Soft Money

Paper money; a term used to distinguish it from metallic money.

Soft Spot in the Market. When one or more securities show a weakness in price; a tendency to decline, but which condition does not extend to the market in general.

1 "New Varieties of Gold and Silver Coins. Counterfeit Coins, and Bullion; With Mint Values," by Jacob R. Eckfeldt and William E. Dubois, Assayers of the Mint of the United States.


The monetary unit of Peru, equal to $.487 United States money.


Having financial resources sufficient to pay all debts as they severally become due.

Soo Line

Minneapolis, St. Paul & Sault Ste. Marie Ry. Co.


A small French coin, equal to about $.0096 1/2 United States money.


Railway companies in the Southern States whose securities are listed upon the New York Stock Exchange.

South Sea Bubble

The Earl of Oxford, at the time (1710) Prime Minister of England, proposed a plan by which the holders of the Government debt should be allowed to exchange the same for shares in the South Sea Company, a corporation which was granted certain trading monopolies along the Atlantic coast of South America. This was attempted as a method of consolidating the Government's indebtedness and to effect a saving in interest. It being upon the eve of a great speculative era in England, many exchanges were made, and the price of the shares of the South Sea Company advanced tremendously. The whole plan proved worthless and collapse followed in 1720, to the great loss of all the shareholders.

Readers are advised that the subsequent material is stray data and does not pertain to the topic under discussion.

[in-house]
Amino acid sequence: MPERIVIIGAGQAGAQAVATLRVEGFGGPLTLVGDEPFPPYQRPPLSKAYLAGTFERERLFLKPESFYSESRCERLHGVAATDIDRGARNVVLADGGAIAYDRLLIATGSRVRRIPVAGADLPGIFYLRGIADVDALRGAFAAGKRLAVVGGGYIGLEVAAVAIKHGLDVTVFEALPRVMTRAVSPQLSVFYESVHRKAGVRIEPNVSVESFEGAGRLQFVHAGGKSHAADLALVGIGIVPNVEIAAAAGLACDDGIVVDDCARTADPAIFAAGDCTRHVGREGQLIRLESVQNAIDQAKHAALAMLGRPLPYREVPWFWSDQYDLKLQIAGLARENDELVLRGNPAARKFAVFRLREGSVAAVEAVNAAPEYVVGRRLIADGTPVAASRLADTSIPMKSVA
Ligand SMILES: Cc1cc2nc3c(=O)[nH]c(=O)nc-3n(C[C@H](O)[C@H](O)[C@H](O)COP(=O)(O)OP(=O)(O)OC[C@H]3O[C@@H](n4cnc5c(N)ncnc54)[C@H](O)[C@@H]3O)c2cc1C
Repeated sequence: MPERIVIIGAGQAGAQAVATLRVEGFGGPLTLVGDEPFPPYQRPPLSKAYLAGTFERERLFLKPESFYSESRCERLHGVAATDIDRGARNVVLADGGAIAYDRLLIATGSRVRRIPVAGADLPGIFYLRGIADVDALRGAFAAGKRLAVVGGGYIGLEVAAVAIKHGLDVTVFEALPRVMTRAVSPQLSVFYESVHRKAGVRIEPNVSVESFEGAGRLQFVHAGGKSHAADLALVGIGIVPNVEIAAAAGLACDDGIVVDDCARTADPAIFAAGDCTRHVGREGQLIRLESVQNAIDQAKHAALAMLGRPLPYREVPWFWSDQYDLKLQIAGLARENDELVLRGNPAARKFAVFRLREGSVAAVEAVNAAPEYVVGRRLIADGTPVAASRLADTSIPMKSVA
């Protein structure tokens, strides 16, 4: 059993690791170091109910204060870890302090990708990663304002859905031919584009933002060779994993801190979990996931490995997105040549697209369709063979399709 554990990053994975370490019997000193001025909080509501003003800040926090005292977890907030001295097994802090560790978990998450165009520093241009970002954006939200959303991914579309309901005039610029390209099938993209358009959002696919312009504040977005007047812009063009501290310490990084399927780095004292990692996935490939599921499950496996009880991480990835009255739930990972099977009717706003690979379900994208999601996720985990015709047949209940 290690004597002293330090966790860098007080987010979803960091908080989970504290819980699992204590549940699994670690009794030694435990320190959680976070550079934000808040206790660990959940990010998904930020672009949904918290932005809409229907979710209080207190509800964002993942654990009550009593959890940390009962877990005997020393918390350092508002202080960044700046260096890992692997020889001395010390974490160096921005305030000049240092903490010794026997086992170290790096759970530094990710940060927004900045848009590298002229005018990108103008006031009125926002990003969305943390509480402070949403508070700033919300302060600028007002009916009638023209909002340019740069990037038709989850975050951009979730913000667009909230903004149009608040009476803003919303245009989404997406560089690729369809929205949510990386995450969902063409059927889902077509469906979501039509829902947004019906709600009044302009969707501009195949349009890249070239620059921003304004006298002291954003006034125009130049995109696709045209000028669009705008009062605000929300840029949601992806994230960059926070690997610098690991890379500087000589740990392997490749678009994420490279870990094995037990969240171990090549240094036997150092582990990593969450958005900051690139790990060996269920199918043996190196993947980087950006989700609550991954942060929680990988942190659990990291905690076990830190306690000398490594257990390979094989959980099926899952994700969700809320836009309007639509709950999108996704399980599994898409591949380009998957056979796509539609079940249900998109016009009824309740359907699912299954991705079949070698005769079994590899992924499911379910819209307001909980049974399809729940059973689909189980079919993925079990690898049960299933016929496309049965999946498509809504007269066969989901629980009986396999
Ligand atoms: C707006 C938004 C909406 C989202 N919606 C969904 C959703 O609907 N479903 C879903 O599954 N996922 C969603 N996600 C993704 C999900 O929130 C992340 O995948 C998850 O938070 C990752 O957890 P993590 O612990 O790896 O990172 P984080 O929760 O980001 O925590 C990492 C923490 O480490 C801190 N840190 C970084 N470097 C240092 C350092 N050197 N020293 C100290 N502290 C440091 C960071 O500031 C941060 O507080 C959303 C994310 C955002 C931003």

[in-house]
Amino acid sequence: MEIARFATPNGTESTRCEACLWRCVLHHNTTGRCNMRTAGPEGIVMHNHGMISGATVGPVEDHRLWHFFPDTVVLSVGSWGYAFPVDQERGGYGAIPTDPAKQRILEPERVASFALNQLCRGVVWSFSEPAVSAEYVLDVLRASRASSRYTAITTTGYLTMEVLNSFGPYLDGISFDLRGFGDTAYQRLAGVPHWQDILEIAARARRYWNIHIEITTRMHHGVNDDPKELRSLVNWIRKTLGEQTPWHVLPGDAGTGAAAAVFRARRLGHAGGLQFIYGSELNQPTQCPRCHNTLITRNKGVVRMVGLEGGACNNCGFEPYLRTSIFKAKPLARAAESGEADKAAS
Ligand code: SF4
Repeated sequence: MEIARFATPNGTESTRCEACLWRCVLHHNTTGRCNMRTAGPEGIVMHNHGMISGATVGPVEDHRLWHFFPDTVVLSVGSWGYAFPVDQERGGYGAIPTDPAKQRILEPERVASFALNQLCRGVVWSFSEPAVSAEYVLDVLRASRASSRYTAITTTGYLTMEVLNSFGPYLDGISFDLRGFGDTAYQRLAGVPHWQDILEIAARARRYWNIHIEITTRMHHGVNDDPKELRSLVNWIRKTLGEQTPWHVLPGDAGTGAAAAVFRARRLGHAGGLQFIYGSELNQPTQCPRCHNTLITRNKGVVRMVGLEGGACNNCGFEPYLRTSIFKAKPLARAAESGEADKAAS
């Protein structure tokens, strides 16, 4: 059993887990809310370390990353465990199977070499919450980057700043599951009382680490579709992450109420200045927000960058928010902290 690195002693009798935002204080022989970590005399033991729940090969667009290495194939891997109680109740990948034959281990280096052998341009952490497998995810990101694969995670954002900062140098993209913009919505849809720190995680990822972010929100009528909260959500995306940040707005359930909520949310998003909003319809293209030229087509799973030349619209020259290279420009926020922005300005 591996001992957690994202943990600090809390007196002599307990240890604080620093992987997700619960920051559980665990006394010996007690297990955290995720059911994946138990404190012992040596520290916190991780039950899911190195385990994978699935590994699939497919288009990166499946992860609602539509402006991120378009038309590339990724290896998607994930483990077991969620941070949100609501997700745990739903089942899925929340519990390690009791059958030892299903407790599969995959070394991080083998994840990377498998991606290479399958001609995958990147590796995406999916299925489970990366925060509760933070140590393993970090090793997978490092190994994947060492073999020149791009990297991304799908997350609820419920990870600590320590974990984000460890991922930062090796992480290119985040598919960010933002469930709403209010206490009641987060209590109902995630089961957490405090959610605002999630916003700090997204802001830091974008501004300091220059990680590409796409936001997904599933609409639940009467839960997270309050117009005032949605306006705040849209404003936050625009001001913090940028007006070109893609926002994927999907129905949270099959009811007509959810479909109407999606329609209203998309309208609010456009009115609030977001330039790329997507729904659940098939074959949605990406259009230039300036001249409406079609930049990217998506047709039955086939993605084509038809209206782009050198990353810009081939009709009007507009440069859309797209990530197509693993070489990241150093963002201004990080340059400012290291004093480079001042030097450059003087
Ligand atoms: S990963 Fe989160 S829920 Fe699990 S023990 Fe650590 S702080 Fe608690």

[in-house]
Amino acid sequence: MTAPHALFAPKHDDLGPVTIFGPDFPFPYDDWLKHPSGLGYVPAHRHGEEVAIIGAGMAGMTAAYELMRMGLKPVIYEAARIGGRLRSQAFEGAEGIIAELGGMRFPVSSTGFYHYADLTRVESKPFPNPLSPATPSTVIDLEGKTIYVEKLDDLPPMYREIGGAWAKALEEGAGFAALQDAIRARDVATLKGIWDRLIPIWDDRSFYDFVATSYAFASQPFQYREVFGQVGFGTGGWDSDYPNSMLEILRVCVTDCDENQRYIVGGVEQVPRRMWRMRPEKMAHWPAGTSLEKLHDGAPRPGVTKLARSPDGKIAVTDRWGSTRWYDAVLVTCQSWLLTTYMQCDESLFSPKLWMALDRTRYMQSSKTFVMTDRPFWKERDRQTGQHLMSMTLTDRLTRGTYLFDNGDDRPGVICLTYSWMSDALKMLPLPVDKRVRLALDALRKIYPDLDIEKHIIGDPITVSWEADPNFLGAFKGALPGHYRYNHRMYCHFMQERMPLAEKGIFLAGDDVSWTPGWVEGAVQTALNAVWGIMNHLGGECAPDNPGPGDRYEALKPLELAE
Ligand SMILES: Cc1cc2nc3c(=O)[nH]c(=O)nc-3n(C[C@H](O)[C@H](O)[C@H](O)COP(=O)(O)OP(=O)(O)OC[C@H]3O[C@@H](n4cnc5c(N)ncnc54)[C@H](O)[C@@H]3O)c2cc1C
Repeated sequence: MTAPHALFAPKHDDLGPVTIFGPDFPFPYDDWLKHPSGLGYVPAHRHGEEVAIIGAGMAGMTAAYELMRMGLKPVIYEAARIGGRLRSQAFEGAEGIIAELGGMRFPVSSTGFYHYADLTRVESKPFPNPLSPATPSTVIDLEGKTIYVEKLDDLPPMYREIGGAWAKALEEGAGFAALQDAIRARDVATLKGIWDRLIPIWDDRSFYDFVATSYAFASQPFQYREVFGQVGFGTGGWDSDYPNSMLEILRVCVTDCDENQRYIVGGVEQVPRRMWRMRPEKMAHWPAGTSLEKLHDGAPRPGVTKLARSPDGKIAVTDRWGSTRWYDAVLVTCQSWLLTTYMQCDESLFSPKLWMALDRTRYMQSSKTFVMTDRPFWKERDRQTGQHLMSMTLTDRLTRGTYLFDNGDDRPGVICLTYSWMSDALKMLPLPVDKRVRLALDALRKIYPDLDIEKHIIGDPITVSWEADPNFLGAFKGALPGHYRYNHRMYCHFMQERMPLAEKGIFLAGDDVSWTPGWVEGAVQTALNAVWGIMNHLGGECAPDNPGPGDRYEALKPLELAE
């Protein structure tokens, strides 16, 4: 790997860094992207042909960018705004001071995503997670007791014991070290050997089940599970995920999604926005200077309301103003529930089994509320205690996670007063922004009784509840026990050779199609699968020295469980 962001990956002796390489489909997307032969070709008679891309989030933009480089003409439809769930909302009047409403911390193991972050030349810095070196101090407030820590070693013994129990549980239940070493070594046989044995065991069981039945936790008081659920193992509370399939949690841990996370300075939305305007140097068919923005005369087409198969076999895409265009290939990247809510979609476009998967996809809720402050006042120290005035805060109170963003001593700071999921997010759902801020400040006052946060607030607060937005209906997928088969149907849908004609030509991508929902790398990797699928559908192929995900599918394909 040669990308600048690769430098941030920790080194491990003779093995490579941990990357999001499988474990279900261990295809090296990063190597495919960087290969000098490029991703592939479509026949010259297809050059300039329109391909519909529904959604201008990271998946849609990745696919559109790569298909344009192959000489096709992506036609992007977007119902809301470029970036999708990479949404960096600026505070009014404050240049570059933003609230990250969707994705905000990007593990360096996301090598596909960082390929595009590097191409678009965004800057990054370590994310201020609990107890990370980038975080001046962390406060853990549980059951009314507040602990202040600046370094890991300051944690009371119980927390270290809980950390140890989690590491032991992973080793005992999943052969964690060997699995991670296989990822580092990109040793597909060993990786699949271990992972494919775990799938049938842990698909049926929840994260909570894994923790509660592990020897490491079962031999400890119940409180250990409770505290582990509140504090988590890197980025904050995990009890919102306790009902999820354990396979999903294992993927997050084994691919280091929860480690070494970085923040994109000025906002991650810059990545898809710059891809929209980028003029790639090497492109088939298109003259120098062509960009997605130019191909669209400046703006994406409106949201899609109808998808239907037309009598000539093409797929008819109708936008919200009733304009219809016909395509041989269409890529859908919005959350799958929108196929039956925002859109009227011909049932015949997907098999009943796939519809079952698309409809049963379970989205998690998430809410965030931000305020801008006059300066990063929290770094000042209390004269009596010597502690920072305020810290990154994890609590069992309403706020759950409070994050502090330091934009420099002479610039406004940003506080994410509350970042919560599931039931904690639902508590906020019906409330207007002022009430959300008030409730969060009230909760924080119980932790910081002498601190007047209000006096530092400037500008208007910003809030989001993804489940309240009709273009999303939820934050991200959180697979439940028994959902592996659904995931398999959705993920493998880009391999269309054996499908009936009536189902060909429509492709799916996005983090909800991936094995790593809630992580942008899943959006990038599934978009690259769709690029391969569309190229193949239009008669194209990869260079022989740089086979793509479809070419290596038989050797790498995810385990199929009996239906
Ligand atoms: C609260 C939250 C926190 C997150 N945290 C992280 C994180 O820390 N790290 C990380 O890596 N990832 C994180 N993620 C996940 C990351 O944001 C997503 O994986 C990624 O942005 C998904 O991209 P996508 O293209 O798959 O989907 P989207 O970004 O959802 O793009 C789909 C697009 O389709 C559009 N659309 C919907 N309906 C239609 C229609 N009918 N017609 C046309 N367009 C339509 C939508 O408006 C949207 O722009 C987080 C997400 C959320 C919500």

This era of unreasonable speculation above referred to is partially explained by Bagehot by the statement that there were no banks at that time for the deposit of the funds of the people, and the speculation was the natural outlet for their money.1

Special Assessment Bonds

Bonds for which a special district, or section, of a city is taxed to meet interest and principal; the city as a whole not being held for their payment, the idea being that the section improved by the expenditure of the proceeds of the bond sale should be responsible for the payment of the bonds. (Read "Street Improvement Bonds," all of which applies here.) It is better for the novice in investment matters to fight shy of these bonds altogether.

Special Deposit

A "special deposit" differs from a "general deposit" or a deposit of the ordinary nature, by being placed in a banking institution for retention and safe keeping only, but not to be used by the bank as are its general funds, which treatment an ordinary or general deposit would receive.